The potential aggressiveness of nine ant species belonging to the same community was estimated by means of two laboratory approaches: individual confrontations and group confrontations. Interspecific aggressiveness was not directly related to size of species in individual tests, although in group tests mortality of smaller ants increased with increasing size difference between the opponents. Tempo was related to the defense strategy of species (low-tempo species used immobility as a mechanism to avoid attacks, while high-tempo species tended to escape when coming into contact with more aggressive ones), but not with their potential aggressiveness: the most aggressive ants in individual and group tests were both low-tempo and high-tempo species when only these two categories were considered. No specific level of aggression was related to the subfamily to which the species belong (both myrmicines and formicines dominated in individual and group tests) or to the degree of taxonomic similarity between species. © 1995 Plenum Publishing Corporation.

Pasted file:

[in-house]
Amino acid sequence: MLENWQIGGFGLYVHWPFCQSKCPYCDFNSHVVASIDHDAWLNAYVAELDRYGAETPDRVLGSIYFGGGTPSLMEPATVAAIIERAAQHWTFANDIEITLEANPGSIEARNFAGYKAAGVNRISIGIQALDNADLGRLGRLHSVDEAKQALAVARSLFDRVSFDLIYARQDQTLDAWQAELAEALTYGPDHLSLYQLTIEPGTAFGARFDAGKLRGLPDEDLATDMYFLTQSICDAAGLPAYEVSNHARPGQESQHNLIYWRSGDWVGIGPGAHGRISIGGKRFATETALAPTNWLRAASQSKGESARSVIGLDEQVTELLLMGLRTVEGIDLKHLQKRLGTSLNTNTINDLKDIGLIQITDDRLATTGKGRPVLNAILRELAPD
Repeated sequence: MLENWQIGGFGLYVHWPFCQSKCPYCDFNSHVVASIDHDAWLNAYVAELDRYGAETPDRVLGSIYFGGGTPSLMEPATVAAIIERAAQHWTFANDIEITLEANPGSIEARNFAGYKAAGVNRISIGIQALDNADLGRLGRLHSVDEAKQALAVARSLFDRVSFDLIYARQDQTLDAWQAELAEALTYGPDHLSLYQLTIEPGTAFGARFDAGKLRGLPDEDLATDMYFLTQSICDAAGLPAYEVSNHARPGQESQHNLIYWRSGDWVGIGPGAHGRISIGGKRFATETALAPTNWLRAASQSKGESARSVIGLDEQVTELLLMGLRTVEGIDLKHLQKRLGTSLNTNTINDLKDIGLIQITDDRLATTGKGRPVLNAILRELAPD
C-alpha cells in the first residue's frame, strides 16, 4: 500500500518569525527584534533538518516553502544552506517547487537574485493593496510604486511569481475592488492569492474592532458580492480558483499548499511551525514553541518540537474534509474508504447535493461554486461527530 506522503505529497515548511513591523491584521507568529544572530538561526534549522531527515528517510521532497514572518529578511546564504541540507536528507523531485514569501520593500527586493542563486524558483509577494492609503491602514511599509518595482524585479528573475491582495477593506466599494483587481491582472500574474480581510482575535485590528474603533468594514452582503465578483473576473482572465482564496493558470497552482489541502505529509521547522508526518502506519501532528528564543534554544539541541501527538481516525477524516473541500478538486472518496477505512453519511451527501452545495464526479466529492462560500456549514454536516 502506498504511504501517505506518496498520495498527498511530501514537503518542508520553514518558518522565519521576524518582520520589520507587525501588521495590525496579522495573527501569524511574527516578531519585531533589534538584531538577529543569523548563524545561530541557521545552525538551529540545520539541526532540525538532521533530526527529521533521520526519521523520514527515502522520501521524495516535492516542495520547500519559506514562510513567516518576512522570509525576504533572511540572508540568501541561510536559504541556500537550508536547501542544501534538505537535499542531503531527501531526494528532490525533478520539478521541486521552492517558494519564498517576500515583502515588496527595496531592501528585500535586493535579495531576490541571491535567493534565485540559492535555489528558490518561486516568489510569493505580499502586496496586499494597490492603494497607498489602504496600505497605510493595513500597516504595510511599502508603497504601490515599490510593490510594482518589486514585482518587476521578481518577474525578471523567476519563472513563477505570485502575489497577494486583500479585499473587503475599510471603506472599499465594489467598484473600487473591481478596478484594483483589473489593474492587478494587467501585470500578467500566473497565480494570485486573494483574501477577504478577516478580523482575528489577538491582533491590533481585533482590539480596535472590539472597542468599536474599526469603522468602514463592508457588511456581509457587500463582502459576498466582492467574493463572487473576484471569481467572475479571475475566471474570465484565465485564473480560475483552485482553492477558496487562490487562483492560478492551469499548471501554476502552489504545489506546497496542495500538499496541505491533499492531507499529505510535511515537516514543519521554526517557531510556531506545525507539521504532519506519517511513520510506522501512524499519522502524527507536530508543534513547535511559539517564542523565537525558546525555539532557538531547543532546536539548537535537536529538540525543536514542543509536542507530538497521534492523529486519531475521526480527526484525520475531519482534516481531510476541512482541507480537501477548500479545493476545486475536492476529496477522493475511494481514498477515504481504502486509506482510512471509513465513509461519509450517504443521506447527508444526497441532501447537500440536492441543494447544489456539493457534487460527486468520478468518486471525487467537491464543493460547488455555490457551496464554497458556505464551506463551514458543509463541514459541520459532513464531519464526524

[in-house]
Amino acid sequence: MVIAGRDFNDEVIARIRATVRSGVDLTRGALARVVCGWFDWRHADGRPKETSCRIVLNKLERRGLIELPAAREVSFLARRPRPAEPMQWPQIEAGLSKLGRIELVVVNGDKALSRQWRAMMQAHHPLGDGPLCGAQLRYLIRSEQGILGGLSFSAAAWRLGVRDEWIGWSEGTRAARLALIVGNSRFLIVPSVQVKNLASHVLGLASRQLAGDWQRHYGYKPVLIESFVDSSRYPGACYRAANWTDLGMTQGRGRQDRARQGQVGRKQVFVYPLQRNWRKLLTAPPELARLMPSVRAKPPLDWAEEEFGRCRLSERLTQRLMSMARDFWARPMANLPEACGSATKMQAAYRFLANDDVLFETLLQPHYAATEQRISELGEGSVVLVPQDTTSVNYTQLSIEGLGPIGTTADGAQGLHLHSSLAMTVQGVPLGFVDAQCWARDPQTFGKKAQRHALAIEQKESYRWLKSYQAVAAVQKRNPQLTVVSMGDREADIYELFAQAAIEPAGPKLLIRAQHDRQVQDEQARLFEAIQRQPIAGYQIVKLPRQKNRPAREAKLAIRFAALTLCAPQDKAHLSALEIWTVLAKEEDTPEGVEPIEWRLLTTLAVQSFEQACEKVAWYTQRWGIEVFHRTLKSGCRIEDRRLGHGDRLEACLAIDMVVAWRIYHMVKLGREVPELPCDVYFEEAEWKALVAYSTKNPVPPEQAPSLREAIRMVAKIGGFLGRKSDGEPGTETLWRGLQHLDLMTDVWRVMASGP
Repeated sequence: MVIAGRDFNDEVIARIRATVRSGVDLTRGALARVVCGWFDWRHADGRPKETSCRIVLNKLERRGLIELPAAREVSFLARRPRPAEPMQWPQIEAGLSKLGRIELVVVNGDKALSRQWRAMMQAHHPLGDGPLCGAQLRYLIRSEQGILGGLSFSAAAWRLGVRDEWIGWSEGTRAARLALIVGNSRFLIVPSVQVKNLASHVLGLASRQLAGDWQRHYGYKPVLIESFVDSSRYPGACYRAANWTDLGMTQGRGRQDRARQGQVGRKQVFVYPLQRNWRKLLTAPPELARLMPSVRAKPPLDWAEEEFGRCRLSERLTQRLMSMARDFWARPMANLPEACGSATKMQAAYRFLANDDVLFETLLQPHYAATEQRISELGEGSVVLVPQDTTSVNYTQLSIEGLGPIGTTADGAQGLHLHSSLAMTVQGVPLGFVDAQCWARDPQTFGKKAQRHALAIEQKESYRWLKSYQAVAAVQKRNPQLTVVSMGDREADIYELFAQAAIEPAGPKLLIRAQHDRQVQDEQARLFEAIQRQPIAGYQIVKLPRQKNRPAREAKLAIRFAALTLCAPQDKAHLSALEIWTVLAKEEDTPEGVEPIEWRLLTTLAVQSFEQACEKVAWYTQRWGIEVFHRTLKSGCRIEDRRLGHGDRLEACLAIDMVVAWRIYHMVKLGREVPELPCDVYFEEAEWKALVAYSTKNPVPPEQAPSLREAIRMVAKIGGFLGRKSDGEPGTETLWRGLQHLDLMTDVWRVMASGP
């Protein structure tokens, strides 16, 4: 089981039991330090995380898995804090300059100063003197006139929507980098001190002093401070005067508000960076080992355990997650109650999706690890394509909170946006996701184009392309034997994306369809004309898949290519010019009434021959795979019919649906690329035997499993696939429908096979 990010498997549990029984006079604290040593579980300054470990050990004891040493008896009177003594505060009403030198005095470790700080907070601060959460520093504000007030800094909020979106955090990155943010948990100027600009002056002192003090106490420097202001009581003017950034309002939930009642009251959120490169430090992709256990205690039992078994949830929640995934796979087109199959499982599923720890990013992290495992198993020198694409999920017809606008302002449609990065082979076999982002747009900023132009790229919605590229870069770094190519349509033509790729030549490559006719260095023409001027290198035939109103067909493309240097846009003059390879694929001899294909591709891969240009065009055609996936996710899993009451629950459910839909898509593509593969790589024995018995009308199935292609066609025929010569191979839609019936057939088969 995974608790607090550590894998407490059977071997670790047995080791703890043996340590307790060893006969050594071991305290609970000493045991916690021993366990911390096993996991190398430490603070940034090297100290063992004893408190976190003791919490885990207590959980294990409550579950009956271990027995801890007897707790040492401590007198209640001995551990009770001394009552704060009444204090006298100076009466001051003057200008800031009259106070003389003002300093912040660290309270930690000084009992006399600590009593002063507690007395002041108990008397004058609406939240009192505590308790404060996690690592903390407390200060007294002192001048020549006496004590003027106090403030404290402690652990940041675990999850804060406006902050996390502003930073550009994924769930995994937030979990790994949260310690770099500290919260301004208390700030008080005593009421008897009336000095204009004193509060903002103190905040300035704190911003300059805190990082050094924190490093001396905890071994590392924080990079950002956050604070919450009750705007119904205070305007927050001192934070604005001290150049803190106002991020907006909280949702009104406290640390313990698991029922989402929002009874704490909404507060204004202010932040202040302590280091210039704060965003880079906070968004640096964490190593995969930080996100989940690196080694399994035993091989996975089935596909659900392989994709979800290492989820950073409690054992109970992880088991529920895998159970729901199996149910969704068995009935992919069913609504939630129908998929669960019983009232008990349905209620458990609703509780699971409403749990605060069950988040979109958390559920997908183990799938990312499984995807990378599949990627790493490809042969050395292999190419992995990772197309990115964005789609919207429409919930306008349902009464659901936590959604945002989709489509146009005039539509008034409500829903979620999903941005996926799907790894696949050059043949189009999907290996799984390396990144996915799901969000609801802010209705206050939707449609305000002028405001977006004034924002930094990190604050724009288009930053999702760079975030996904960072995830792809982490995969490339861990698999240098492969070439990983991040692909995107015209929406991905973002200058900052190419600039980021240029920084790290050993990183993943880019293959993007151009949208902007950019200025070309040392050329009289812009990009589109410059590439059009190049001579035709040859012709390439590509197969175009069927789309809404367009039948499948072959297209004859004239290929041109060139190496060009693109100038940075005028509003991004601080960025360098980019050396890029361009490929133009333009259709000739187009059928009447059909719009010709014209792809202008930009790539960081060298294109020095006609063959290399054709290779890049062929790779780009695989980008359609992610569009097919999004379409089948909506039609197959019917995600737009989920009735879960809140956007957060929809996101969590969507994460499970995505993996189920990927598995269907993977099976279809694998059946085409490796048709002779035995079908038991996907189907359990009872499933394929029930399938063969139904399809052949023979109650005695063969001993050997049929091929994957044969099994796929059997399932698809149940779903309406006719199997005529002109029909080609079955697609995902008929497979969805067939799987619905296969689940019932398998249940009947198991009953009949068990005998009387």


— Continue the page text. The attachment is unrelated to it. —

|Journal||Journal of Insect Behavior|
|Publication status||Published - 1 May 1994|
- aggressive repertoire
- agonistic relationships
- interspecific interactions
- Mediterranean community